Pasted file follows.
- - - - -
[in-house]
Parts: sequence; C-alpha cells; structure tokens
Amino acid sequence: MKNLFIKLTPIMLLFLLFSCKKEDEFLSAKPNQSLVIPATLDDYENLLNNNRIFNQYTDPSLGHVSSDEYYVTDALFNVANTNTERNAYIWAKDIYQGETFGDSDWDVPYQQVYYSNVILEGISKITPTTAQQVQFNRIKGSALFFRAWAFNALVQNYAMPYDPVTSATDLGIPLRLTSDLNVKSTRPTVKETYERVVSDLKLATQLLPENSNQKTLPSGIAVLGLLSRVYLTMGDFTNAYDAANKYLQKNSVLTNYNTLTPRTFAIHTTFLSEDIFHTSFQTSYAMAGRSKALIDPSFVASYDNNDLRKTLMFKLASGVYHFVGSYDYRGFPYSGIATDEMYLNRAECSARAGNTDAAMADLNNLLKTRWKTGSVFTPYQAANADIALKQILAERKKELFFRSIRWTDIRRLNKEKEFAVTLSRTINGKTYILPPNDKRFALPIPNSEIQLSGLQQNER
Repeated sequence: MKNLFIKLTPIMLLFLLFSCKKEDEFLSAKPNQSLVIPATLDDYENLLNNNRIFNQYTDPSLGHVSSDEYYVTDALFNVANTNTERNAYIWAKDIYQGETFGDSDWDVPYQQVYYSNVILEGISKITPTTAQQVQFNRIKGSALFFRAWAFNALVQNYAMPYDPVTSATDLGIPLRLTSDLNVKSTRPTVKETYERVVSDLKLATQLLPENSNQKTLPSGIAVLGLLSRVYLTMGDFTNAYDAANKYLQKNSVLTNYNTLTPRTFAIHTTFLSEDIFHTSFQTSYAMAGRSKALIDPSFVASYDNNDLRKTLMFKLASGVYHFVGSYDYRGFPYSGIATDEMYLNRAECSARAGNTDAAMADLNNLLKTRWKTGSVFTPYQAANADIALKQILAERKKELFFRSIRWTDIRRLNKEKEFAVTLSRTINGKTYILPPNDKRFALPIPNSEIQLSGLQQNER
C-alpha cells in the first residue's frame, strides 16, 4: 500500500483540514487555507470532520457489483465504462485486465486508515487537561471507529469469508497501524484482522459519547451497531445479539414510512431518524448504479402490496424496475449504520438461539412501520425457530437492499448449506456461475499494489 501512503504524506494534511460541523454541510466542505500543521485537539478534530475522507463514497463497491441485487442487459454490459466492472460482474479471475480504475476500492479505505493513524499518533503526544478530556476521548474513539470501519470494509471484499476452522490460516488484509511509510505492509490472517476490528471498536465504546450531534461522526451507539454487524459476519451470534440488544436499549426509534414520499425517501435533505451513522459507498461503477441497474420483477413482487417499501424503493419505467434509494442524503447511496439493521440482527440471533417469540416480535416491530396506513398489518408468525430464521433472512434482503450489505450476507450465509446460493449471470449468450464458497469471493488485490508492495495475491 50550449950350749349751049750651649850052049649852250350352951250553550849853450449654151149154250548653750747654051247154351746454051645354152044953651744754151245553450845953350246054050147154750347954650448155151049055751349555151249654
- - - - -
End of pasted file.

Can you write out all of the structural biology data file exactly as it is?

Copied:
[in-house]
Parts: sequence; C-alpha cells; structure tokens
Amino acid sequence: MKNLFIKLTPIMLLFLLFSCKKEDEFLSAKPNQSLVIPATLDDYENLLNNNRIFNQYTDPSLGHVSSDEYYVTDALFNVANTNTERNAYIWAKDIYQGETFGDSDWDVPYQQVYYSNVILEGISKITPTTAQQVQFNRIKGSALFFRAWAFNALVQNYAMPYDPVTSATDLGIPLRLTSDLNVKSTRPTVKETYERVVSDLKLATQLLPENSNQKTLPSGIAVLGLLSRVYLTMGDFTNAYDAANKYLQKNSVLTNYNTLTPRTFAIHTTFLSEDIFHTSFQTSYAMAGRSKALIDPSFVASYDNNDLRKTLMFKLASGVYHFVGSYDYRGFPYSGIATDEMYLNRAECSARAGNTDAAMADLNNLLKTRWKTGSVFTPYQAANADIALKQILAERKKELFFRSIRWTDIRRLNKEKEFAVTLSRTINGKTYILPPNDKRFALPIPNSEIQLSGLQQNER
Repeated sequence: MKNLFIKLTPIMLLFLLFSCKKEDEFLSAKPNQSLVIPATLDDYENLLNNNRIFNQYTDPSLGHVSSDEYYVTDALFNVANTNTERNAYIWAKDIYQGETFGDSDWDVPYQQVYYSNVILEGISKITPTTAQQVQFNRIKGSALFFRAWAFNALVQNYAMPYDPVTSATDLGIPLRLTSDLNVKSTRPTVKETYERVVSDLKLATQLLPENSNQKTLPSGIAVLGLLSRVYLTMGDFTNAYDAANKYLQKNSVLTNYNTLTPRTFAIHTTFLSEDIFHTSFQTSYAMAGRSKALIDPSFVASYDNNDLRKTLMFKLASGVYHFVGSYDYRGFPYSGIATDEMYLNRAECSARAGNTDAAMADLNNLLKTRWKTGSVFTPYQAANADIALKQILAERKKELFFRSIRWTDIRRLNKEKEFAVTLSRTINGKTYILPPNDKRFALPIPNSEIQLSGLQQNER
C-alpha cells in the first residue's frame, strides 16, 4: 500500500483540514487555507470532520457489483465504462485486465486508515487537561471507529469469508497501524484482522459519547451497531445479539414510512431518524448504479402490496424496475449504520438461539412501520425457530437492499448449506456461475499494489 501512503504524506494534511460541523454541510466542505500543521485537539478534530475522507463514497463497491441485487442487459454490459466492472460482474479471475480504475476500492479505505493513524499518533503526544478530556476521548474513539470501519470494509471484499476452522490460516488484509511509510505492509490472517476490528471498536465504546450531534461522526451507539454487524459476519451470534440488544436499549426509534414520499425517501435533505451513522459507498461503477441497474420483477413482487417499501424503493419505467434509494442524503447511496439493521440482527440471533417469540416480535416491530396506513398489518408468525430464521433472512434482503450489505450476507450465509446460493449471470449468450464458497469471493488485490508492495495475491 50550449950350749349751049750651649850052049649852250350352951250553550849853450449654151149154250548653750747654051247154351746454051645354152044953651744754151245553450845953350246054050147154750347954650448155151049055751349555151249654